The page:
MC: What causes that?
DC: Firstly, training has been focusing on IFRI (International Financial Reporting Standards), which is not in the public domain in terms of the kind of people we train. They are in demand and we are competing worldwide. The risks rewards and matrix’s of getting into the public sector against rewards of the private sector are high.
MC: When you talk about IFRS, we notice that there have been issues in compliance with international standards, especially IAS 21(exchange rates). What’s your comment?
DC: Yes, auditors have been flagging the non- implementation compliance to the standards by the reporters but it’s a country problem.
We have transitioned so many times over this issue as back as 2007. We have had problems with the Zimdollar and hyperinflation. Unfortunately, when you have an alternative market, adoption and compliance is a problem. There are issue to do with repatriation. Part of the issue with IAS 21 adoption is access to forex. Can you access it?
The standard says the exchange rate is the one that you use to access the funds but if you have an exchange rate that is prescribed by government but can’t access it, then which one do you use?
So if I am a reporter and I get to the alternative market and I tell my auditor that is this the reality and this is what I have used, the auditor says ‘but we want documentation bordering around exchange regulation’, I can’t comply with a law that is difficult to adhere to.
MC: You state that it has been on-off since 2007; are we saying we do not have a mechanism that ensures we don’t go back and forth?
DC: I will answer in two parts. You need to think about economic factors and you also have to think about the adoption of the international standards.
These are IAS and are made to comply with certain international norms and in most cases are meant for normal circumstances.
Where there are exceptions, you need to apply them and there is whole process that needs to be taken for it to be accepted by the international community. This is where the problem comes and that’s where reporters always fight with the auditors.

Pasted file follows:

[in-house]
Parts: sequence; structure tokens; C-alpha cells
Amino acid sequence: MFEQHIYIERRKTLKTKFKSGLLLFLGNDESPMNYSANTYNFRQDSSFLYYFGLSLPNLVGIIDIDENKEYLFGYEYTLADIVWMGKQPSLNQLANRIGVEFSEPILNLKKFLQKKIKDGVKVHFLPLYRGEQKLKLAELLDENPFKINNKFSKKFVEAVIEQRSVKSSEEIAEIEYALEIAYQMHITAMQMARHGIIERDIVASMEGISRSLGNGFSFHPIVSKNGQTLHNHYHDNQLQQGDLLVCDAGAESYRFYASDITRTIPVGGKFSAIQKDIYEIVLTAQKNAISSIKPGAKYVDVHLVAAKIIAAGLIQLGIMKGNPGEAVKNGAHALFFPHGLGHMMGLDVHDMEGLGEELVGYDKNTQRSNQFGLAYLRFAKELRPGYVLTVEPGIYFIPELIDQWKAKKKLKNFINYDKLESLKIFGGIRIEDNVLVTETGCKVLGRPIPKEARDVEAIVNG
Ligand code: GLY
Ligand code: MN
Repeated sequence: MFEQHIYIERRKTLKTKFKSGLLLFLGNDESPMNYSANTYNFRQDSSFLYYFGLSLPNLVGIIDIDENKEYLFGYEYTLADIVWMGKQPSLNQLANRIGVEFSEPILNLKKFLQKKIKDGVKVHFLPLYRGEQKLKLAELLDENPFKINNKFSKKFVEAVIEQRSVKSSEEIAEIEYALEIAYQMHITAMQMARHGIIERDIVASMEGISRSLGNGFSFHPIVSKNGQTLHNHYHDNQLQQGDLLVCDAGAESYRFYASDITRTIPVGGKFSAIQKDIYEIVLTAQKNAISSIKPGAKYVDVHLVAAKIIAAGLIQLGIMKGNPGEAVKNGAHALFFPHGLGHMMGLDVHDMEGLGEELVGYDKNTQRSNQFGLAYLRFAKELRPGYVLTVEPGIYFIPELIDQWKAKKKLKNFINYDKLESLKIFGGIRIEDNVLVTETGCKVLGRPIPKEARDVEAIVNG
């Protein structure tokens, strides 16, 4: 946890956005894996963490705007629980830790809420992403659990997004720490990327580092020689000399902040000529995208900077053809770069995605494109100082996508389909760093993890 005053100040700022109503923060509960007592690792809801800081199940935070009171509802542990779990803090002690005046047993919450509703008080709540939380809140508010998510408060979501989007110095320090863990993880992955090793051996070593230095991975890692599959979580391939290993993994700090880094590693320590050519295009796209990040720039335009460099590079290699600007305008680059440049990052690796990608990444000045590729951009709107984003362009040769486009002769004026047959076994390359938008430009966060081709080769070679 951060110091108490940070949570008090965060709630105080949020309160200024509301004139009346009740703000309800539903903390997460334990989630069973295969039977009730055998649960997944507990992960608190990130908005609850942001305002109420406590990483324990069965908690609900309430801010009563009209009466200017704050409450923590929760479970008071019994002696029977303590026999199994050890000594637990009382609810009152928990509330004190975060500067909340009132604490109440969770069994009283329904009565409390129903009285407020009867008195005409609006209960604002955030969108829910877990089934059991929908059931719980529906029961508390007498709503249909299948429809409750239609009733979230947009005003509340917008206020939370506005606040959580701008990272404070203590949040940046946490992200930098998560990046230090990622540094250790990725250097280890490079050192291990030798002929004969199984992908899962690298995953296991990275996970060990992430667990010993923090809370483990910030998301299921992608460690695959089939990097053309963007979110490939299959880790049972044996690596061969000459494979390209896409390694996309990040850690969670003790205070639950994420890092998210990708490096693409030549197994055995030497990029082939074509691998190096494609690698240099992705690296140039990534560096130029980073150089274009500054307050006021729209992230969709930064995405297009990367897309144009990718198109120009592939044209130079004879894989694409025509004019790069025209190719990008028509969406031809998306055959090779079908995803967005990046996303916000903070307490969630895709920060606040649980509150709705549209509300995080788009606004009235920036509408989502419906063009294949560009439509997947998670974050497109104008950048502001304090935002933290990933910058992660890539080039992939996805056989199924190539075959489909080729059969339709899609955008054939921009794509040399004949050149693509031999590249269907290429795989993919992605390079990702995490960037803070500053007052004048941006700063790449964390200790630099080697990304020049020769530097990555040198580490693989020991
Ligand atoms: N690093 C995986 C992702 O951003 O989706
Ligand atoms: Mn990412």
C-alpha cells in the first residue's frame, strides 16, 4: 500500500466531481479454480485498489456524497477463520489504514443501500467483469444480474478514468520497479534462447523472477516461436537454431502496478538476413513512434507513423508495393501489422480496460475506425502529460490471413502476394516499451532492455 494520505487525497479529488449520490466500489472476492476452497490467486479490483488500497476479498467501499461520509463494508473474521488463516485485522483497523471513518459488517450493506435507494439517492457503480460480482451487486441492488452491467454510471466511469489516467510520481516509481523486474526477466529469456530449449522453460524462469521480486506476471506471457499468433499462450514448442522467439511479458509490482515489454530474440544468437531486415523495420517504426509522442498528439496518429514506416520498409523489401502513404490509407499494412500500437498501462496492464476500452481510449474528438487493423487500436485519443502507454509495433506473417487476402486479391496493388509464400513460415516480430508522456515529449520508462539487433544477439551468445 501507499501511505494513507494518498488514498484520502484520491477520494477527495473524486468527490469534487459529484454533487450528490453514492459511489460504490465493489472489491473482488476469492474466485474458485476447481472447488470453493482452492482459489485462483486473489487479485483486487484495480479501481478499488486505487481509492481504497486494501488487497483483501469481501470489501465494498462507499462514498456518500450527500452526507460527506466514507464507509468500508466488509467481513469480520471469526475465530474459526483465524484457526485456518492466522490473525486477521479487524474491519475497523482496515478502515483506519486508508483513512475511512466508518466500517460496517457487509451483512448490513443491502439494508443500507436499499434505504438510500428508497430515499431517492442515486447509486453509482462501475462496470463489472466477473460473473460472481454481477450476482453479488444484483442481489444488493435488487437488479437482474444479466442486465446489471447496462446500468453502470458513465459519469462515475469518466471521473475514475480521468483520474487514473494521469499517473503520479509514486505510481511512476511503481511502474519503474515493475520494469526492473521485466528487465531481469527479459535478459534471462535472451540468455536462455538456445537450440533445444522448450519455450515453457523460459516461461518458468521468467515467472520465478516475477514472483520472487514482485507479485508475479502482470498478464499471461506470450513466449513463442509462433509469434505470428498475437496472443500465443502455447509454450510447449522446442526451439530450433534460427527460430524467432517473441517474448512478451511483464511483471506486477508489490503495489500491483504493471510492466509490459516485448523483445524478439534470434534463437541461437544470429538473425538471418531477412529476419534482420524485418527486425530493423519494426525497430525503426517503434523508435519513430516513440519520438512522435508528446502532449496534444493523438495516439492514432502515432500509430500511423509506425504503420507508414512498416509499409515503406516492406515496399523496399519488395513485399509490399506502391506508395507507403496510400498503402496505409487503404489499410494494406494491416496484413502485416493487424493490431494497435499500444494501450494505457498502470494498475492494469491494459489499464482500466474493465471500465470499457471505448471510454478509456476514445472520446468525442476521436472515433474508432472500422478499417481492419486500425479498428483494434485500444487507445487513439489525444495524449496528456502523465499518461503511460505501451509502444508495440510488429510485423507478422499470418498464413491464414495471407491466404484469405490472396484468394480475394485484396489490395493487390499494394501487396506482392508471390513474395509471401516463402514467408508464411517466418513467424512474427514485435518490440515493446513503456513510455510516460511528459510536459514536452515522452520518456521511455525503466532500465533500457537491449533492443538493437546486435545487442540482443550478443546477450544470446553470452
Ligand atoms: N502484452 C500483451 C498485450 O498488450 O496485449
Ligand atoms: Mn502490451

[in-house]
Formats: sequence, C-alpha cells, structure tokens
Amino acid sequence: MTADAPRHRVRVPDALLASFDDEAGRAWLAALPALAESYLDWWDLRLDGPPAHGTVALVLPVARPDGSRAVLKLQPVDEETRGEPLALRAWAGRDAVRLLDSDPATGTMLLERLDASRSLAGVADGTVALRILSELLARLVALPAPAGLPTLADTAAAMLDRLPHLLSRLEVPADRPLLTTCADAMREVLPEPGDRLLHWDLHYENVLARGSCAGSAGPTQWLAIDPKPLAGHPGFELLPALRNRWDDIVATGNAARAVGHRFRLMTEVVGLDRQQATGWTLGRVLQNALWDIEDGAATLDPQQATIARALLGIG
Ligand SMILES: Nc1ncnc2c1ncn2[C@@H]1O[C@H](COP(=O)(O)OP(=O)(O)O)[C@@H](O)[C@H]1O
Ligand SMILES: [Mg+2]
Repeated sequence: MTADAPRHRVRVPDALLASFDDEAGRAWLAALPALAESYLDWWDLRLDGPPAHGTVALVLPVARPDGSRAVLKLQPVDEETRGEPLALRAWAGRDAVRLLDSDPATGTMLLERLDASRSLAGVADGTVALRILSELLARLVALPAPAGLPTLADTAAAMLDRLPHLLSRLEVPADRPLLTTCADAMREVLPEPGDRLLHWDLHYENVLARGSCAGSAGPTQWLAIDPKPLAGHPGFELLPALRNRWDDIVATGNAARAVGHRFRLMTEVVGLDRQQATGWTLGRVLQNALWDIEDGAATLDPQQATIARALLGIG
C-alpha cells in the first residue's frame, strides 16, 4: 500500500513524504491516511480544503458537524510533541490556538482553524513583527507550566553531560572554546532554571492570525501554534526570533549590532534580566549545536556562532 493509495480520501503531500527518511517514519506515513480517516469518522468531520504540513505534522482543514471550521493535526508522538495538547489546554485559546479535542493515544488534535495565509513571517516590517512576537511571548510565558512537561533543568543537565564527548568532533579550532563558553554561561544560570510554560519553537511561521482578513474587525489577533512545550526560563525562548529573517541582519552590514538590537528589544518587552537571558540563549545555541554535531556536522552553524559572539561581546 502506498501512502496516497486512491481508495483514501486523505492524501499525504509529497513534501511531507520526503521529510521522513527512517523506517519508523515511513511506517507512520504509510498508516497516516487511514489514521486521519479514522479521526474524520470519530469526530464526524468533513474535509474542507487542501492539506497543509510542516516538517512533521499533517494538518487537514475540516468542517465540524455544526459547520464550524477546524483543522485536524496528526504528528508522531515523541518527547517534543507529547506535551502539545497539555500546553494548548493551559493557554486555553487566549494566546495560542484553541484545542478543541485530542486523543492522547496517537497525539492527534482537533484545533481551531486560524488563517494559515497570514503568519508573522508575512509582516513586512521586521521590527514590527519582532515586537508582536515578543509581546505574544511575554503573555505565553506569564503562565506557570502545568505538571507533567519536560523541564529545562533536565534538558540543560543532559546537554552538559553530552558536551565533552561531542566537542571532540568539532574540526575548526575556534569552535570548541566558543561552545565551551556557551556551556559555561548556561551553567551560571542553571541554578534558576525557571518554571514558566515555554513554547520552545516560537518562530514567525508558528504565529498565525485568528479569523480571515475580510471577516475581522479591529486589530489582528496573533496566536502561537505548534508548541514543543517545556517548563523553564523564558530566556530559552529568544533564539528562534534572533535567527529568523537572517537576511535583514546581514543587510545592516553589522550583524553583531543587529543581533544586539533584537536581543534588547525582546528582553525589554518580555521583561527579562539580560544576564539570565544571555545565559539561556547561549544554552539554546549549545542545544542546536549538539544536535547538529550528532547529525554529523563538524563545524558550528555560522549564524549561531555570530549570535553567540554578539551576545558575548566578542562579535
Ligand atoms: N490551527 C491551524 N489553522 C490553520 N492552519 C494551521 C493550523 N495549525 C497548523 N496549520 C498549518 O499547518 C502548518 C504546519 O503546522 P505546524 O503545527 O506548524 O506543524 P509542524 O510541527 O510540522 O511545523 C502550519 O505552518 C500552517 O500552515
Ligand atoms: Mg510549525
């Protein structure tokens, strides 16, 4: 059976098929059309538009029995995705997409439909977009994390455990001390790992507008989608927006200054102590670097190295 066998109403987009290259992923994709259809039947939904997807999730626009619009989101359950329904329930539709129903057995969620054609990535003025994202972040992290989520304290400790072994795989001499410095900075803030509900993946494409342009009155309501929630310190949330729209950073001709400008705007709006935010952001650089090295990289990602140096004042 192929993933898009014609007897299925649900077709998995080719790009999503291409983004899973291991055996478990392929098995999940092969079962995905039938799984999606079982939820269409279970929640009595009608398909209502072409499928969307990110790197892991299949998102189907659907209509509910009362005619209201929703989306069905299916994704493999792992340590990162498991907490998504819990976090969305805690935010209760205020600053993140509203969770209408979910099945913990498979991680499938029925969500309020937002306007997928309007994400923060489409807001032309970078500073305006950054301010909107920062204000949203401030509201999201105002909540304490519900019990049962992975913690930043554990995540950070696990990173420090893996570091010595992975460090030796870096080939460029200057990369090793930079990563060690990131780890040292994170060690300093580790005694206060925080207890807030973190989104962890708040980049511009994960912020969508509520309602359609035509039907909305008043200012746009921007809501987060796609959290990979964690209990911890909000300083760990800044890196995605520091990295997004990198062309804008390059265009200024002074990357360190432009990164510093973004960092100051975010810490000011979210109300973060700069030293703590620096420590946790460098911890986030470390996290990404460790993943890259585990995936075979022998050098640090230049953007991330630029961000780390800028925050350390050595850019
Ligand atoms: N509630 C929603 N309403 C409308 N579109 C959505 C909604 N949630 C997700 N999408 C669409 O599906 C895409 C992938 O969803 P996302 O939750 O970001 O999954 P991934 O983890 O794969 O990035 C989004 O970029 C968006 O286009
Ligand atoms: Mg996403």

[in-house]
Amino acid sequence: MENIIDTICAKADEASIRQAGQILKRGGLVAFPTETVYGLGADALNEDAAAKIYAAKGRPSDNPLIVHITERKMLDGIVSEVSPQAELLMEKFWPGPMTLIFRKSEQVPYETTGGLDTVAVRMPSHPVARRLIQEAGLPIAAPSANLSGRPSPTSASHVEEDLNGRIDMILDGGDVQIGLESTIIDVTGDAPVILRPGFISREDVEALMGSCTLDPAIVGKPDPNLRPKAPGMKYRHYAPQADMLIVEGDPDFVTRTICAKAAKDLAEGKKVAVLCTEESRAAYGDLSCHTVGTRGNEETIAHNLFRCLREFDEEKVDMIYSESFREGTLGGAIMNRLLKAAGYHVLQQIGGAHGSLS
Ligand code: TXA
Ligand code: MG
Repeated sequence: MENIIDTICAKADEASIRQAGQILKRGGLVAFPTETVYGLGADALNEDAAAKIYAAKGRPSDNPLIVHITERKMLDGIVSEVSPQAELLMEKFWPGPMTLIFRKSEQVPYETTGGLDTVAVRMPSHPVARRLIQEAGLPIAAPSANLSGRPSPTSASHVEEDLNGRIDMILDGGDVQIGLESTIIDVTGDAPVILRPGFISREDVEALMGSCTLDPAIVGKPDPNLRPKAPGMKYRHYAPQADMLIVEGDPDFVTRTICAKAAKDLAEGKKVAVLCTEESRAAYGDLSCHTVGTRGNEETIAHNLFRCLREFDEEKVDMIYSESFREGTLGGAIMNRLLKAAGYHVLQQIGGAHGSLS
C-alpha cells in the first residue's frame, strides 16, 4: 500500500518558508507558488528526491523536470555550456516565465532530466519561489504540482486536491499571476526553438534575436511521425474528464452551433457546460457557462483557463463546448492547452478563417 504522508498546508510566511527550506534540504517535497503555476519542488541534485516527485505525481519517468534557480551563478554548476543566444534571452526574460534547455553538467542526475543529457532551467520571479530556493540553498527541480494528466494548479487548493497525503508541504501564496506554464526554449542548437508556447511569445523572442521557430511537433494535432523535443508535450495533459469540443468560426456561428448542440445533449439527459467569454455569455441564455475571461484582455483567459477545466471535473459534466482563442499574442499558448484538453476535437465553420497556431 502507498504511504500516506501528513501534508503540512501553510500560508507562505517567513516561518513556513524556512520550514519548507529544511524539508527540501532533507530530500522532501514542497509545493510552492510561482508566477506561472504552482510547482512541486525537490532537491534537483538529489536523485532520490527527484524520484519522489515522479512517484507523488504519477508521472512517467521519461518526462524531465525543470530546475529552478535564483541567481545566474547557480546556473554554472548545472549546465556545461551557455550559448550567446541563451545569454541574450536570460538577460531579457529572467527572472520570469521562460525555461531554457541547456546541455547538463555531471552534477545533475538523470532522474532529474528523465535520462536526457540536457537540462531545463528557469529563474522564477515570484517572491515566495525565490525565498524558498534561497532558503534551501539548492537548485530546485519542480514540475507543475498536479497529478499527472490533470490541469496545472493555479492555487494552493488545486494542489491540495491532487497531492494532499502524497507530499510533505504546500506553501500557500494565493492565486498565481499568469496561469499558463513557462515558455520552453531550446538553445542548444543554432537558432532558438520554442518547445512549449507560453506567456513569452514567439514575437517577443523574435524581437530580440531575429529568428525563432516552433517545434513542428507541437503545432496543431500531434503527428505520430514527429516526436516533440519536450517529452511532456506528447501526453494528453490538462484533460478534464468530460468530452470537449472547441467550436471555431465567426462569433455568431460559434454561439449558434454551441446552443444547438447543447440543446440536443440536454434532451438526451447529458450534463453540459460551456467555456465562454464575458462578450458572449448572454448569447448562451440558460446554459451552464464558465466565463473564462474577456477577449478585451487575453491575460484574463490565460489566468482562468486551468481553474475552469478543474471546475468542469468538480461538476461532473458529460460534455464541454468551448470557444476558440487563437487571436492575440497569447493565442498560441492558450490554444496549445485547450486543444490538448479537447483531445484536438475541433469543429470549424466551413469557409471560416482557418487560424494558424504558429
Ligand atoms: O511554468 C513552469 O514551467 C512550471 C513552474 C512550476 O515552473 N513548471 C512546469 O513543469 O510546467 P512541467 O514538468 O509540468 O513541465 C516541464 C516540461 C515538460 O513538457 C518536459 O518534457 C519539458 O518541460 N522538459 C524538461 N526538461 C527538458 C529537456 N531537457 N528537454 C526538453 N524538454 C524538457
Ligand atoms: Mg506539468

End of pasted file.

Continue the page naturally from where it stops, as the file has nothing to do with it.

MC: So how easy is it for you as accountants in Zimbabwe to be conversant with other accountants outside the country?
DC: I think as a country, we are blessed because 52% of our members are now outside. They are still connected to the country and we have effective chapters where we engage. Cross pollination is important as it gives ideas we can harness.
MC: So what is your comment on the adoption of IPSAS (International Public Sector Accounting Standard)
DC: I have observed how other countries have adopted IPSAS. it’s not an easy process even in a stable economy.
I am from a technology sector and I have been involved as an implementer. I know the critical issues. I don’t think we are fairing badly.
MC: We are now almost half year into your presidential year, what have been your major milestones and shortcomings?
DC: As Icaz, we also work with a strategy, a three-year strategy.
We are in the second year of the strategy, which has six pillars. I spoke about the issues I was going to focus on and these are related to dialogue. The other issues are on legacy building.
We celebrated 100 years and we look forward to more 100 years and say what we are going to leave for the next generation. I have also managed to have sessions where I have met stakeholders. It has been encouraging.